"Mitochondria play an important role in energy metabolism of the cell. The electron transport chain linked to oxidative phosphorylation provides ATP necessary for cell metabolism. Studies over the past 30 years provide strong evidence that, in addition to their role in cell life, mitochondria are the main organelles which initiate cell death through apoptosis, necrosis, and autophagy. One of the key events that cause mitochondria-mediated cell death is the mitochondrial permeability transition (PT) that associates with formation of non-selective pathological PT pores (PTPs) in the inner membrane of mitochondria (IMM). Oxidative stress, Ca2+ accumulation, and ATP depletion are the main factors inducing mitochondrial PT which is accompanied by loss of membrane potential and proton gradient across the IMM. Loss of electrochemical potential diminishes oxidative phosphorylation and ATP synthesis. Mitochondrial PTP formation can occur at low (or transient) conductance, and at high (or long-lasting) conductance, although the existence of a low-conductance mode (reversible opening of PTP) is still controversial. In a high-conductance mode, which has been accepted as an irreversible step, solutes, water and ions with the molecular mass up to ~1.5 kD enter through the PTPs thus enhancing colloid-osmotic pressure in the matrix. Surface area of the IMM exceeds that of the outer mitochondrial membrane (OMM), and extensive matrix swelling induces unfolding of cristae causing rupture of the OMM. Damage to the OMM leads to cell death through apoptosis and/or necrosis depending on the ATP level in the cell. When ATP synthesis is partially maintained by undamaged mitochondria, release of pro-apoptotic proteins will initiate cell death through caspase-dependent (e.g. cytochrome c, Smac/DIABLO) and/ or caspase-independent (e.g. AIF, EndoG) pathways. However, in the absence of ATP, cell death will preferably occur through necrosis even though mitochondrial pro-apoptotic proteins are present in the cytoplasm.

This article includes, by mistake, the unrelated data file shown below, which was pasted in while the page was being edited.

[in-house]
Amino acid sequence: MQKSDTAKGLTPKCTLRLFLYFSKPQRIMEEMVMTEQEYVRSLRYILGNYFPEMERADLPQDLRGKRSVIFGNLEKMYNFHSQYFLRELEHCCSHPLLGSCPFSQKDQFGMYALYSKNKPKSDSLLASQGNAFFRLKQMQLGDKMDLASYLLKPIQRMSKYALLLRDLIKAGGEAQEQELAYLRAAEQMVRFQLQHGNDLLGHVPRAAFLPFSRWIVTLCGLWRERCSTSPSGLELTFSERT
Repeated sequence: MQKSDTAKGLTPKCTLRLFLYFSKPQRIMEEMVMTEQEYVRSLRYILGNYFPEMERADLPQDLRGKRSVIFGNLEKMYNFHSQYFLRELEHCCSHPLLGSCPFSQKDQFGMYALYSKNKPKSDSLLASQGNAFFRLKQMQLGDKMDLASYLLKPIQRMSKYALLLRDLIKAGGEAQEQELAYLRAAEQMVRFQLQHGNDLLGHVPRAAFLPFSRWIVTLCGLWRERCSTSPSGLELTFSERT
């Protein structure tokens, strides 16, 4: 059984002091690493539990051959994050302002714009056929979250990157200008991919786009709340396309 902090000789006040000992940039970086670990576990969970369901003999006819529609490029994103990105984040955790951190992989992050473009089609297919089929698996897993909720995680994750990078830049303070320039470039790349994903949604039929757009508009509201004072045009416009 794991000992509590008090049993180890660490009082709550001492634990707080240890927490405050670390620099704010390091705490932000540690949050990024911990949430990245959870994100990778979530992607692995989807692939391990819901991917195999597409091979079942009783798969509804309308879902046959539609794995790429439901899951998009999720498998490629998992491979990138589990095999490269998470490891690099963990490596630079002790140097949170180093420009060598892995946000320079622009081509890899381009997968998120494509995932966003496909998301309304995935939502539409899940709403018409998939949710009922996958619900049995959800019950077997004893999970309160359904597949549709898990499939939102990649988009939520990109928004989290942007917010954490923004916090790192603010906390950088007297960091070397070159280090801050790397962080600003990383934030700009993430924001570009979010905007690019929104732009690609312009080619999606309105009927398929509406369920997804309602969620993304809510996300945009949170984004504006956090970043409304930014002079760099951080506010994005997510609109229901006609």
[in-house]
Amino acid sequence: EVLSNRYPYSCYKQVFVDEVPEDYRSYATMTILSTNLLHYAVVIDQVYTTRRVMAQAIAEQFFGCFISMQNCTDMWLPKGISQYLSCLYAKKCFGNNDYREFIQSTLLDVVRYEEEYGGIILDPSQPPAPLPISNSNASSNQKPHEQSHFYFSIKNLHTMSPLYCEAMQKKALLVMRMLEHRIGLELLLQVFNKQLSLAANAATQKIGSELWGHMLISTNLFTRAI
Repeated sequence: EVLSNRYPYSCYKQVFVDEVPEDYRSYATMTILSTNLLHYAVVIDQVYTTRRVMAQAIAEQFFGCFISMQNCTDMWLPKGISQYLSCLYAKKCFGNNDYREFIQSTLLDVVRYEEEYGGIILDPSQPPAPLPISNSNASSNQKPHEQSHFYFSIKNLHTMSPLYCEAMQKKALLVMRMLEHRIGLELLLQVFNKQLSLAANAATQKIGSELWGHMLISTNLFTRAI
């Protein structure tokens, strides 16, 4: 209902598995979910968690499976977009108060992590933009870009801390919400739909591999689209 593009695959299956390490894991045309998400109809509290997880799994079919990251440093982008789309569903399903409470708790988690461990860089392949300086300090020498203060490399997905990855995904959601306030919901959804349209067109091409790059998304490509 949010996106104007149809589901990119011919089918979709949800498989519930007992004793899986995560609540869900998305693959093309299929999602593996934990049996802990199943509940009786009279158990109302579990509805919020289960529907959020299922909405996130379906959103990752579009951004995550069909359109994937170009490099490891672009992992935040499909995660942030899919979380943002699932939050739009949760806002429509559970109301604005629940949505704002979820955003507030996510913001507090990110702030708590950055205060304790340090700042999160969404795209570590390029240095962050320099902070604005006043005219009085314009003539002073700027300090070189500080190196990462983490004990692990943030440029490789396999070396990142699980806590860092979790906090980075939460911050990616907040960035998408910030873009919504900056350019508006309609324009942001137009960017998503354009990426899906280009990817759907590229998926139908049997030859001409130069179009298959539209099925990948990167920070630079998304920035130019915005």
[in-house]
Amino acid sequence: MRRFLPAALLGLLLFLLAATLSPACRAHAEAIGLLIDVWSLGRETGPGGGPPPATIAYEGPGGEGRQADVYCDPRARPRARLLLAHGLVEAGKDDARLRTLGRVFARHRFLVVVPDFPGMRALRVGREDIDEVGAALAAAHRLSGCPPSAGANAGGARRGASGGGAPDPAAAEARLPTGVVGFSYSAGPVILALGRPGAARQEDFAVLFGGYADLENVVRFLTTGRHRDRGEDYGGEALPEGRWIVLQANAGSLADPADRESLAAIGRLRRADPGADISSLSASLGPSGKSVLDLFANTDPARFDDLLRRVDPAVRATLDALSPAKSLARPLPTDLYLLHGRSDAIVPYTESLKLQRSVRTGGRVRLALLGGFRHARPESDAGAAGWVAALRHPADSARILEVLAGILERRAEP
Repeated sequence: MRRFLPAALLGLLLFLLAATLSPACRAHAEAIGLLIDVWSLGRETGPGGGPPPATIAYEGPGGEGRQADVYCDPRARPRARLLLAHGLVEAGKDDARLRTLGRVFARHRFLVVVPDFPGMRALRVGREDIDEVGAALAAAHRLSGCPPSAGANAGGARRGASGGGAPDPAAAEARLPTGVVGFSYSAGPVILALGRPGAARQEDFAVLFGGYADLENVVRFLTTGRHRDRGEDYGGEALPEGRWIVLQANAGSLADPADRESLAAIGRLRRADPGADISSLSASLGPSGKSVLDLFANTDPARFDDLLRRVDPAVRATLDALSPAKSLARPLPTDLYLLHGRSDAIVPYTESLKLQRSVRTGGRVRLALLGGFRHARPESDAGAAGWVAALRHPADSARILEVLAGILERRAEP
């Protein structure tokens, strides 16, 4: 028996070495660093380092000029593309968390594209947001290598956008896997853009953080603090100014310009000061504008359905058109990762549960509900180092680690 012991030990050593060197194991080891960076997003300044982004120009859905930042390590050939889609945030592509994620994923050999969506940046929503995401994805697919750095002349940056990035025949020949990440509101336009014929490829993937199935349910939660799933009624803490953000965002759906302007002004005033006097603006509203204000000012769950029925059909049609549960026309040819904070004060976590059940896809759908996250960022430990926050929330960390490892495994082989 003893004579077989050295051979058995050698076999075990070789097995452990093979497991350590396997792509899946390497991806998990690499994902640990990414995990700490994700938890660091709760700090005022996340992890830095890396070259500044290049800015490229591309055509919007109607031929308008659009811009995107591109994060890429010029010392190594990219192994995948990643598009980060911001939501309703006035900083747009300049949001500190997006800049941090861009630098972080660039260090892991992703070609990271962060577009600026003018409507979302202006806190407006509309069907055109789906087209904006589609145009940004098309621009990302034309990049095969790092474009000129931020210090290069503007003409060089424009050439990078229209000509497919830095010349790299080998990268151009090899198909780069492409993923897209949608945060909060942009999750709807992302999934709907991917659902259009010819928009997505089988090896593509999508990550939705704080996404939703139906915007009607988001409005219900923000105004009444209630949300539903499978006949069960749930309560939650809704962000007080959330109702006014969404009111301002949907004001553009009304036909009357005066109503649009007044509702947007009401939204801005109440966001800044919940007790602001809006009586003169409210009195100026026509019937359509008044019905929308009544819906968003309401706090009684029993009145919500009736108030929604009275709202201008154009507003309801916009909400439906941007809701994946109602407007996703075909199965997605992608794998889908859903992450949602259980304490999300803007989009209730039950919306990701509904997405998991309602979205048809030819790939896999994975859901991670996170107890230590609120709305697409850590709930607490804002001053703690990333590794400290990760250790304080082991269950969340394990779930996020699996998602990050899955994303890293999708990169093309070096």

(Sabzali Javadov- Mitochondrial Permeability Transition: Known Phenomenon with Unknown Molecular Identity)."
Last date updated on June, 2014